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Dutchess_III's avatar

Do other religions, other than Christianity, go about begging for money in the name of (insert religion or God here)?

Asked by Dutchess_III (44092points) 1 month ago

Christianity seems to be mostly about begging for money. Are all religions like that?

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9 Answers

Forever_Free's avatar

All institutional systems must contain a mechanism of capital accumulation to sustain themselves.

While I am far from a scholar on this, here are a few to mention.

Islam: Zakat
Islamic communities sustain themselves through Zakat, giving 2.5% (or ¼0) of a Muslim’s total savings and wealth. Unlike tithing, zakat is a tax on the stock (total wealth) rather than the flow (annual income). Zakat only “triggers” above a minimum amount, called nisab. Unlike tithing, it seems like zakat can be directed more generally, rather than to only the religious institution (zakat should be “paid to the poor, the needy, Zakat collectors, those sympathetic to Islam, to free from slavery, for debt relief, in the cause of Allah and to benefit the stranded traveler”). Like tithing, there is variance across sects: “Shias, unlike Sunnis, traditionally regarded zakat as a private and voluntary decision, and they give zakat to imam-sponsored rather than state-sponsored collectors”. And like tithing, there is variance on how nations “legalize” tithing: “in most Muslim-majority countries, zakat contributions are voluntary, while in a handful (Libya, Malaysia, Saudi Arabia, Sudan, and Yemen), zakat is mandated and collected by the state.”

Buddhism and Hinduism: Dāna
Buddhist and Hindu communities sustain themselves through Dāna, the “practice of cultivating generosity.” This one seems different from tithing and zakat in that it is more about the mindset, and it doesn’t specify amounts (10% or 2.5%). In Hinduism, the giving seems to be directed more locally: “while dāna is typically given to one person or family, Hinduism also discusses charity or giving aimed at public benefit, sometimes called utsarga.” But in Buddhism, dāna is mostly given to monks: “Dāna is a formal religious act is directed specifically to a monastic or spiritually-developed person.” Based on my little understand, dāna seems “less powerful” than tithing and zakat. How do Buddhist and Hindu temples sustain themselves without a more aggressive version of capital accumulation?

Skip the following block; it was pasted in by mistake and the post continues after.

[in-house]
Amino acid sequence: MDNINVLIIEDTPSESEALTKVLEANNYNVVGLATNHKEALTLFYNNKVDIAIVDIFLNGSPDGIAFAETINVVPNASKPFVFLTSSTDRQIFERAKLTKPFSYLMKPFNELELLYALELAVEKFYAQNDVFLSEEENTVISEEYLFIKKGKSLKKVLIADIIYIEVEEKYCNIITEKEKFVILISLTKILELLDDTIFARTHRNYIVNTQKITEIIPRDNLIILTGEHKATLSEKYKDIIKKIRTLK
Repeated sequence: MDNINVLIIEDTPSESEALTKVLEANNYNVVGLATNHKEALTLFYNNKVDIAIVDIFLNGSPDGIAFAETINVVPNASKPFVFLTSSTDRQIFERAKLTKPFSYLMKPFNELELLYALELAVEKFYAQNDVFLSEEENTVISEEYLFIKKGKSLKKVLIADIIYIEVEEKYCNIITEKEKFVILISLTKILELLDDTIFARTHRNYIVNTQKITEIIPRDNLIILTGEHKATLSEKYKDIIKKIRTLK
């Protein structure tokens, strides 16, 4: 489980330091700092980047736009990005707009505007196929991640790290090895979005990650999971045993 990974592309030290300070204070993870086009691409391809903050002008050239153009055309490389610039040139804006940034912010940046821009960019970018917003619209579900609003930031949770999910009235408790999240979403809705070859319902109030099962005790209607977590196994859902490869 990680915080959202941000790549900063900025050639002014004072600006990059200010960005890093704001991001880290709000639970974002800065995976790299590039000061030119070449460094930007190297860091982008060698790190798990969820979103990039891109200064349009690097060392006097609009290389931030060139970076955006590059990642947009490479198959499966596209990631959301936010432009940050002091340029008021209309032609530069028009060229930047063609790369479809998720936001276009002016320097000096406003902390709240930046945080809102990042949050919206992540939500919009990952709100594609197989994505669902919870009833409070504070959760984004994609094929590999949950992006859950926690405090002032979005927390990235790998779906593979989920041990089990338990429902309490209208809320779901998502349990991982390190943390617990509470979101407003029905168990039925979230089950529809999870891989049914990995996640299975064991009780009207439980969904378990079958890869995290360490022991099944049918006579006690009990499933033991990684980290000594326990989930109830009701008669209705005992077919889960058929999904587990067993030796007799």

Tithes in Judaism:
The tithe is specifically mentioned in the Books of Leviticus, Numbers and Deuteronomy. The tithe system was organized in a seven-year cycle, the seventh-year corresponding to the Shemittah-cycle in which year tithes were broken-off, and in every third and sixth-year of this cycle the Second tithe replaced with the Poor man’s tithe. These tithes were akin to taxes for the people of Israel and were mandatory, not optional giving. This tithe was distributed locally “within thy gates” (Deuteronomy 14:28) to support the Levites and assist the poor. Every year, Bikkurim, Terumah, Ma’aser Rishon and Terumat Ma’aser were separated from the grain, wine and oil (Deuteronomy 14:22). Initially, the commandment to separate tithes from one’s produce only applied when the entire nation of Israel had settled in the Land of Israel.[1] The Returnees from the Babylonian exile who had resettled the country were a Jewish minority, and who, although they were not obligated to tithe their produce, put themselves under a voluntary bind to do so, and which practice became obligatory upon all.[2]
The first record of tithing in the Bible appears in Genesis 14:20, where Abraham gave tithe to Melchizedek.

gorillapaws's avatar

@Dutchess_III “Christianity seems to be mostly about begging for money.”

While I agree that there are certainly some Christian religious figures with an extreme emphasis on donations (who also happen to own private jets), and I do acknowledge there is a very strong tradition in the church with tithings historically through to today, I think your statement is a bit unfair to the entire faith.

Many Christians sincerely believe that everyone who doesn’t believe what they do will burn and suffer in eternal torment after death. They have a moral compulsion to try to “save” as many people from this ghastly fate as they can.

I also think there are some Christian churches that focus on fellowship, community, and try to share their faith through acts of generosity and kindness. Yes money is necessary if they want to pay the mortgage on their church and engage in charitable acts, but it’s less front-and-center than it is in some other churches.